Last month Chelsea splashed out £50 million on a player from the other end of the country who they believe could save their faltering season. Whether or not this investment produces the rewards anticipated is yet to be seen but I believe Chelsea already had that “save the season” player a lot closer to home (and a lot cheaper).
Josh McEachran is a 17 year old wonderkid. Now I don’t use that word lightly. In order to work your way through the Chelsea youth ranks from an 8 year old schoolboy you have to have some special player. Chelsea have been criticised in recent times for the lack of youth product, especially English, which their academy has produced. However, that long 13 year stretch since the last English youth player to break through into the Chelsea first team (a certain John Terry) has finally come to the end. And believe me; this kid is well worth the wait.
To try to describe Josh as a footballer is difficult, not least because he has been played in different positions and been given various roles by Carlo Ancelotti and Chelsea youth team manager Dermot Drummy. For much of his time in the youth team he played in the hole behind the striker as a playmaker orchestrating the play, creating chances and linking the midfield with the front line. I believe this is Josh’s best position and it showed as he was instrumental in Chelsea lifting the prestigious 2010 Youth Cup. On the other hand, Carlo Ancelotti has opted to play Josh in a deeper role, just ahead of the defence. Although this still allows him to dictate the play and tempo I believe it diminishes his main abilities and traits which are more effective further up the pitch. But this variation has shown one valuable skill Josh does already have; versatility. Early on in many players’ careers they are shuffled around pitch to try and find their best positions. Strikers become defenders; skilful wingers become full backs and so on. However, these players do this in a meaningless youth team friendly, behind closed doors, on a soggy training pitch. For a 17 year old to play a different position to what he is used to in front of 42,000 people in a game of the highest level shows nerve, guts and pure courage. And to play the position with such composure and grace highlights the boy’s potential.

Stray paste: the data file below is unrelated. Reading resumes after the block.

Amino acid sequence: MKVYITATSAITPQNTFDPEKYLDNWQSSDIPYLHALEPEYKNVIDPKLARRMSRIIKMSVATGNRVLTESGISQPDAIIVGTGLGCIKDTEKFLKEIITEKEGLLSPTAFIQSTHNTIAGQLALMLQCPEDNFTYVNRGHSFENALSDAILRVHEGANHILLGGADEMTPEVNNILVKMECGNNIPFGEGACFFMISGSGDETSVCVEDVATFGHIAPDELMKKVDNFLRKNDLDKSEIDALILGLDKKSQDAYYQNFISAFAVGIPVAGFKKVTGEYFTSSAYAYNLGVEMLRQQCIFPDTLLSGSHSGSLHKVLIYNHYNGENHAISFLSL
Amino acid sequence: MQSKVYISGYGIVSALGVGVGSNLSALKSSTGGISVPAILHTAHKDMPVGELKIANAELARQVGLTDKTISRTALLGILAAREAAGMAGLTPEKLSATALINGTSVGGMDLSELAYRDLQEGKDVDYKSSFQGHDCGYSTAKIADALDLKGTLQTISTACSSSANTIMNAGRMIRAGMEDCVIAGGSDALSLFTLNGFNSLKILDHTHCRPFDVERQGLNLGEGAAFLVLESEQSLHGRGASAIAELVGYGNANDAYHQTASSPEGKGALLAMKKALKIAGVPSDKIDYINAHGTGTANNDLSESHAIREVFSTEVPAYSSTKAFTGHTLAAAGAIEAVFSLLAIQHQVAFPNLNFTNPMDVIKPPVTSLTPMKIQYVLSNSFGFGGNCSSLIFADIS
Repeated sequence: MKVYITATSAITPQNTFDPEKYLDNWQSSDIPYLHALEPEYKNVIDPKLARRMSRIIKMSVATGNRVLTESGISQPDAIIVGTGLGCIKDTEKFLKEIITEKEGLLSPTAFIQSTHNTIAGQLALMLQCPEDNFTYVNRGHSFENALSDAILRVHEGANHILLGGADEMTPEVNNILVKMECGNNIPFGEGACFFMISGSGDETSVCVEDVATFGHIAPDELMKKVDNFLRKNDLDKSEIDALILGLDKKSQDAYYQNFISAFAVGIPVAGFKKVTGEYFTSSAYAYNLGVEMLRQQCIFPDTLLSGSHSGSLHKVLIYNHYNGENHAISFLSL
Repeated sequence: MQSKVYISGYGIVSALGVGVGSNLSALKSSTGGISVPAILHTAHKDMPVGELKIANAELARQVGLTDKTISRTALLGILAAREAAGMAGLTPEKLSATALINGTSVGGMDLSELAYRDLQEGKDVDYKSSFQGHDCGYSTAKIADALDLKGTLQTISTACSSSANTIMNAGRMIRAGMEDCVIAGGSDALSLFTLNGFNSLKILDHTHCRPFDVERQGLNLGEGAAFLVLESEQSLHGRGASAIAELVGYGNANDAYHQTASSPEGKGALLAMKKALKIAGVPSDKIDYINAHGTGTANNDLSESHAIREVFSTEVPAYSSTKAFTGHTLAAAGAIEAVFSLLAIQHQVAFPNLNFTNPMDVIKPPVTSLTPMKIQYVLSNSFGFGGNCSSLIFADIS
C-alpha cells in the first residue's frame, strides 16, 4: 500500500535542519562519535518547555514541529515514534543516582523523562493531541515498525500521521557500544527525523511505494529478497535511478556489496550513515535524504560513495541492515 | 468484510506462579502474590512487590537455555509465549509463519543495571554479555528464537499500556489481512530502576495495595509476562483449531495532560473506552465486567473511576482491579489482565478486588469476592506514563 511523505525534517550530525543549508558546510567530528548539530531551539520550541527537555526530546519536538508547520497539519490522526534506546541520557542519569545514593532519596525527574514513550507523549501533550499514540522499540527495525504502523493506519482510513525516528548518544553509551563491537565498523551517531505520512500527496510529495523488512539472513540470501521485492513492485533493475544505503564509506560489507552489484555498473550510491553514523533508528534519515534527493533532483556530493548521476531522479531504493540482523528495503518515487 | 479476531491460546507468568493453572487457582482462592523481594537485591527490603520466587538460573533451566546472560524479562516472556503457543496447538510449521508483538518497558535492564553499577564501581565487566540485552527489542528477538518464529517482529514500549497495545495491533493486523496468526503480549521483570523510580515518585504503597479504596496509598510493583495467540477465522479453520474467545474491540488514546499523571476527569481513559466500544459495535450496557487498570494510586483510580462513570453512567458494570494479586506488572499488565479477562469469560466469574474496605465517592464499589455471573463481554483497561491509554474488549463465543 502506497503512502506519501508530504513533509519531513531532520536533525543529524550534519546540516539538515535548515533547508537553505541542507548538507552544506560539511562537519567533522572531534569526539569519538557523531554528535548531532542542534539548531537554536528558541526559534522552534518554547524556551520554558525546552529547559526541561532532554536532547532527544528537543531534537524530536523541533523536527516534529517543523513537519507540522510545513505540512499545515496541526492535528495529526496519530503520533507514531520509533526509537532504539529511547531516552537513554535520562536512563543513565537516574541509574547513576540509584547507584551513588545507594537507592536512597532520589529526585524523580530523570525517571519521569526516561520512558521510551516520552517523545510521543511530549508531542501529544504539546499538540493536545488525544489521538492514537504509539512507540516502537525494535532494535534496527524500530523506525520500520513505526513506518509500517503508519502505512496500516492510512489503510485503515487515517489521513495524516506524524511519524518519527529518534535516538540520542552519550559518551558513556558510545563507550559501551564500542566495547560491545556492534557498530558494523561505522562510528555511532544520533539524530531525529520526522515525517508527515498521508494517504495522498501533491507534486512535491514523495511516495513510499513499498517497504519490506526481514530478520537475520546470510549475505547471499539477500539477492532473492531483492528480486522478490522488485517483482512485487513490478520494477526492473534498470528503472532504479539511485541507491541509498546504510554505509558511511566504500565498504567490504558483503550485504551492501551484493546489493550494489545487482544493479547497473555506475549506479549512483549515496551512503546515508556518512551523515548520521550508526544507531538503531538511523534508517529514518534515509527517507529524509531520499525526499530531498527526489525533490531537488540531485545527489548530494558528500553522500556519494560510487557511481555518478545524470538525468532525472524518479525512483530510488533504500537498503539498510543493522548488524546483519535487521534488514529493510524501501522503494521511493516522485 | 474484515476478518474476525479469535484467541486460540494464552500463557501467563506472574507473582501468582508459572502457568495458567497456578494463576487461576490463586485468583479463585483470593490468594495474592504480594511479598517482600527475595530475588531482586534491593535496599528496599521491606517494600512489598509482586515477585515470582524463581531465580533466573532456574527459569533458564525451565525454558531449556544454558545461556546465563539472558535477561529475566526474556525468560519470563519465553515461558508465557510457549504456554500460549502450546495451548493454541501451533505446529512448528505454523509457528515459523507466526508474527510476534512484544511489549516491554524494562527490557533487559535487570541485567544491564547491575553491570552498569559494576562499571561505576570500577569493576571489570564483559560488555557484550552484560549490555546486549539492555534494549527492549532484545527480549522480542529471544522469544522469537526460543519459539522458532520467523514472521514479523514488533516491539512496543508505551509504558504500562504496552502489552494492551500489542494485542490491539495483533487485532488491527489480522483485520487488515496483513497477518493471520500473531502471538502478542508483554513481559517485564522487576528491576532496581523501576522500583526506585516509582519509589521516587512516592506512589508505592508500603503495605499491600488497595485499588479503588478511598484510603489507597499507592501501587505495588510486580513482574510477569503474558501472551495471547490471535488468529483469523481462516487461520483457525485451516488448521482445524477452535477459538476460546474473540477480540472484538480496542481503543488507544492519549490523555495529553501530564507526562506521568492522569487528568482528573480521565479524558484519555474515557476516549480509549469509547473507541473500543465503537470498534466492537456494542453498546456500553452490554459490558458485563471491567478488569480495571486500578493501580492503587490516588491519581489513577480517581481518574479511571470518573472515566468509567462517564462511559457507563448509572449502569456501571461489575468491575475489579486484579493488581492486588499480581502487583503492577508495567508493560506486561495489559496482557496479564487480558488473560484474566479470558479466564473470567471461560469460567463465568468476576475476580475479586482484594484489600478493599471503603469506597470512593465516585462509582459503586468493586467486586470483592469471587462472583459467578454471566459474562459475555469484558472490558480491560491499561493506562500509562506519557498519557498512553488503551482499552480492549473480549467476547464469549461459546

I believe the best way to describe Josh is as a cross between Xavi and Andres Iniesta. If you were to take the best parts of Xavi’s and Iniesta’s game and mix them together the result would be Josh McEachran. I understand this sounds a bit far-fetched and many of you probably think I have lost all creditability by comparing a young 17 year old to two of the best players in the world, but the boy really is that good. Of course he is nowhere near the standards of them two greats of the game and he shouldn’t be at his age. But he does have the raw talent that they both possess. Josh has the potential to be as good a passer as Xavi and as good a dribbler as Iniesta. He never looks as if he is going to give the ball away, every pass finds its target. On his recent England Under-21 debut, he didn’t give the ball away until the 86th minute. Stuart Pearce and the rest of the team raved about his performance. And it’s not just the simple 5 yard balls Josh plays either. Like Xavi Josh can ping a ball 40-50 yards and land it bang on target. The vision he also possesses is first class; he’ll spot a run 20 yards ahead of him and slide an inch perfect ball through an eye of a needle and split the defence in half. That type of vision is natural and if Josh continues to hone is passing ability then every attack could end with a chance on goal.
However, in order to get himself into the positions to conduct his incredible array of passing Josh needs to create the space; and this is where his Iniesta abilities come to into play.